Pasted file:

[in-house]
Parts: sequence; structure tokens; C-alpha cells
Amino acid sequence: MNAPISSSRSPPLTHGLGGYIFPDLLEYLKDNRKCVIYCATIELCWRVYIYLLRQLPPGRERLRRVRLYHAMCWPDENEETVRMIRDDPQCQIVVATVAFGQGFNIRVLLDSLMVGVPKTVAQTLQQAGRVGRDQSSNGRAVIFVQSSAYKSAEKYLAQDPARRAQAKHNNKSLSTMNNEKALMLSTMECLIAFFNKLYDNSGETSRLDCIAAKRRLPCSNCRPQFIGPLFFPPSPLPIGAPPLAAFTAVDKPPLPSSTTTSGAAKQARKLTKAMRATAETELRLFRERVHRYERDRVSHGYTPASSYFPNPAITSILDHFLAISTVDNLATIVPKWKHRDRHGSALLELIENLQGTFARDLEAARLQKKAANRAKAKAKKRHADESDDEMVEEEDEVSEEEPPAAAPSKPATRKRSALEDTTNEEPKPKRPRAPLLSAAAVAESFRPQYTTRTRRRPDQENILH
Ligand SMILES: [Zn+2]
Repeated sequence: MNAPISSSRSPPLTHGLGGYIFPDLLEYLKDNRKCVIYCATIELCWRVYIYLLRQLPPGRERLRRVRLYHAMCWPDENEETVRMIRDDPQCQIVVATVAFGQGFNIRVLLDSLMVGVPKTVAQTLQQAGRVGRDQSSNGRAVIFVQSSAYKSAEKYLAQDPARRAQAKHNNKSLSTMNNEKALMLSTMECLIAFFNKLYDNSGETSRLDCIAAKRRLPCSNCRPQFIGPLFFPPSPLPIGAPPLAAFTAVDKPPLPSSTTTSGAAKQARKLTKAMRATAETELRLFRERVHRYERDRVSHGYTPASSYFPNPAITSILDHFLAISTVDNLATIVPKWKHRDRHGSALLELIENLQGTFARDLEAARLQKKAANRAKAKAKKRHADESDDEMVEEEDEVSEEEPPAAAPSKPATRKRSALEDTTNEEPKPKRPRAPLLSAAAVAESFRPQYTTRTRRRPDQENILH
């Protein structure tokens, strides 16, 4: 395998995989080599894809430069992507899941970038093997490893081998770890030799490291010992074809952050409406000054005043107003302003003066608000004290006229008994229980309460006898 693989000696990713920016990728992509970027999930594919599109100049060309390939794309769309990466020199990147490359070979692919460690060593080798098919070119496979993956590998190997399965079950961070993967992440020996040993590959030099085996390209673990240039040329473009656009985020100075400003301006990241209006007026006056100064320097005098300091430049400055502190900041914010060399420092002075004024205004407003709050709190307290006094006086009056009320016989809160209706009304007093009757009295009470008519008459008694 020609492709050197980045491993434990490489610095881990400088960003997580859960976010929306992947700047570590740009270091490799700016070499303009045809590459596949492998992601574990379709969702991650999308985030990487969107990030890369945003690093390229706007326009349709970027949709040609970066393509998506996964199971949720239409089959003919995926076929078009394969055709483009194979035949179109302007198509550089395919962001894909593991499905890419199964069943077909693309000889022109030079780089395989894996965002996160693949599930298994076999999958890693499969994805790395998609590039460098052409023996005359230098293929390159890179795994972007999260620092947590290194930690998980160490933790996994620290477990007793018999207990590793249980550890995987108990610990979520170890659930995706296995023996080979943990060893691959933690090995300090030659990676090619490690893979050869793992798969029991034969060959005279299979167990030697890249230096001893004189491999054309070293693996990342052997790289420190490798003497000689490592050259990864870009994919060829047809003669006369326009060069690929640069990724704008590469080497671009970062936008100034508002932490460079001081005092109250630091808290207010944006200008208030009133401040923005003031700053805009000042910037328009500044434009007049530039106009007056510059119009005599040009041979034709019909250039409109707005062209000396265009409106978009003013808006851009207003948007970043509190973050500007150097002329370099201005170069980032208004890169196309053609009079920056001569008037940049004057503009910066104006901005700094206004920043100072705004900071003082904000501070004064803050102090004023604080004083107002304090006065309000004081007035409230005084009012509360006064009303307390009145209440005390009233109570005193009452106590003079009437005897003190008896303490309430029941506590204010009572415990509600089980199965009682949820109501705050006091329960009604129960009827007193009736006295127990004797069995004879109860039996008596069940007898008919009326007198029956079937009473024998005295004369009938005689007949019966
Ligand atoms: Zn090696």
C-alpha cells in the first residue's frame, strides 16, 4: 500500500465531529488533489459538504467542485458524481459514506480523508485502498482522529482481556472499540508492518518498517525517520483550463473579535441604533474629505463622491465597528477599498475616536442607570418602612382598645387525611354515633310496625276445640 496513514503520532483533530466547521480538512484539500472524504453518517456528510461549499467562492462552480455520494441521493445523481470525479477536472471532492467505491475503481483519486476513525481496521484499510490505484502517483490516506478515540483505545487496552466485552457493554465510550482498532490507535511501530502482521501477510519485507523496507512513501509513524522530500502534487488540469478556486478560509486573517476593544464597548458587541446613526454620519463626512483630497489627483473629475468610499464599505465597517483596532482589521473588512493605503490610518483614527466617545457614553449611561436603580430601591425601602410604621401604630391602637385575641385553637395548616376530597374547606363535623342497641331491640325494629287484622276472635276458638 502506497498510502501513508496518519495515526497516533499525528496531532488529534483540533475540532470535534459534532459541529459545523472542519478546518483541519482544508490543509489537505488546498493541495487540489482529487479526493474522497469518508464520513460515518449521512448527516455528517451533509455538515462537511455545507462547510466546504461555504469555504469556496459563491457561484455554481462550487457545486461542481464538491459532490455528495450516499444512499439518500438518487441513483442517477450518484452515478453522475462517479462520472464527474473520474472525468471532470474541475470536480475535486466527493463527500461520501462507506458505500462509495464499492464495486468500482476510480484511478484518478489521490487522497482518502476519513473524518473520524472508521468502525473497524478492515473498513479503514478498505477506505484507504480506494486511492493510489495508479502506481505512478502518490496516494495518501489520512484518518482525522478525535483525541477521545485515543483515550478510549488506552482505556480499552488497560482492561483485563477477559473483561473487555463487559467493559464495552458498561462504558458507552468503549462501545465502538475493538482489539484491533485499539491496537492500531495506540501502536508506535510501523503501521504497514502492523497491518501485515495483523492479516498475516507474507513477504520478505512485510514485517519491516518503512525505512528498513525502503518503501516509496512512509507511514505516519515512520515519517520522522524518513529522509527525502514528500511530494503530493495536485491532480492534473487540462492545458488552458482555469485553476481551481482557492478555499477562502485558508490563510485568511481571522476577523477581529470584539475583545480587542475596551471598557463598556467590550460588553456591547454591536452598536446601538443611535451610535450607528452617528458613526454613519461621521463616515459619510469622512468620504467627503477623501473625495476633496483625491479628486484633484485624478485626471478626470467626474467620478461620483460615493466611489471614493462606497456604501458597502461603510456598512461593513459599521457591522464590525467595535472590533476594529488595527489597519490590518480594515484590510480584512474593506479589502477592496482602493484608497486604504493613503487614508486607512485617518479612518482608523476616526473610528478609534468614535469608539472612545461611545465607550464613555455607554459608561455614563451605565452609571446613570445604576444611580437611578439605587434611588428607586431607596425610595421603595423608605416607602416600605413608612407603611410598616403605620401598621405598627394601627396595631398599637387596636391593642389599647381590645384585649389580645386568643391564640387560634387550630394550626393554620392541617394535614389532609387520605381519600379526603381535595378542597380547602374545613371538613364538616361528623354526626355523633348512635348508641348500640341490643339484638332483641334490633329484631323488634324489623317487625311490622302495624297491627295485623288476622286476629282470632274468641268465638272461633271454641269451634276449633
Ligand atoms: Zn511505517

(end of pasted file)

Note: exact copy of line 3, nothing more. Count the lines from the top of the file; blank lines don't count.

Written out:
Amino acid sequence: MNAPISSSRSPPLTHGLGGYIFPDLLEYLKDNRKCVIYCATIELCWRVYIYLLRQLPPGRERLRRVRLYHAMCWPDENEETVRMIRDDPQCQIVVATVAFGQGFNIRVLLDSLMVGVPKTVAQTLQQAGRVGRDQSSNGRAVIFVQSSAYKSAEKYLAQDPARRAQAKHNNKSLSTMNNEKALMLSTMECLIAFFNKLYDNSGETSRLDCIAAKRRLPCSNCRPQFIGPLFFPPSPLPIGAPPLAAFTAVDKPPLPSSTTTSGAAKQARKLTKAMRATAETELRLFRERVHRYERDRVSHGYTPASSYFPNPAITSILDHFLAISTVDNLATIVPKWKHRDRHGSALLELIENLQGTFARDLEAARLQKKAANRAKAKAKKRHADESDDEMVEEEDEVSEEEPPAAAPSKPATRKRSALEDTTNEEPKPKRPRAPLLSAAAVAESFRPQYTTRTRRRPDQENILH